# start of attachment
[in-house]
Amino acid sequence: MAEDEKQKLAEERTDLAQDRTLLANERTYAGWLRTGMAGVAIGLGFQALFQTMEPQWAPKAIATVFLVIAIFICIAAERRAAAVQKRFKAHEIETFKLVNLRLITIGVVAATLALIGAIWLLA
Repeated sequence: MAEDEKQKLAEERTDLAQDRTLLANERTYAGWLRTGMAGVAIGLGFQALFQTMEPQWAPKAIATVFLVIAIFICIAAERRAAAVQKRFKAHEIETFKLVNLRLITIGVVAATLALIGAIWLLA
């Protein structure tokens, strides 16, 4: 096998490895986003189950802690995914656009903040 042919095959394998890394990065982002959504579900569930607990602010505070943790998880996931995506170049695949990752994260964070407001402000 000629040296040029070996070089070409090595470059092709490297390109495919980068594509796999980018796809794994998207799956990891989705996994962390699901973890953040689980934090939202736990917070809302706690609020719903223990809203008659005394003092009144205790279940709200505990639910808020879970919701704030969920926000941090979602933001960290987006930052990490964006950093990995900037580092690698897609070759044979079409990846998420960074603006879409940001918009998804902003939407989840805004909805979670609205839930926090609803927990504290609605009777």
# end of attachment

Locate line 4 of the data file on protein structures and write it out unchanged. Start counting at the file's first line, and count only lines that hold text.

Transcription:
């Protein structure tokens, strides 16, 4: 096998490895986003189950802690995914656009903040 042919095959394998890394990065982002959504579900569930607990602010505070943790998880996931995506170049695949990752994260964070407001402000 000629040296040029070996070089070409090595470059092709490297390109495919980068594509796999980018796809794994998207799956990891989705996994962390699901973890953040689980934090939202736990917070809302706690609020719903223990809203008659005394003092009144205790279940709200505990639910808020879970919701704030969920926000941090979602933001960290987006930052990490964006950093990995900037580092690698897609070759044979079409990846998420960074603006879409940001918009998804902003939407989840805004909805979670609205839930926090609803927990504290609605009777």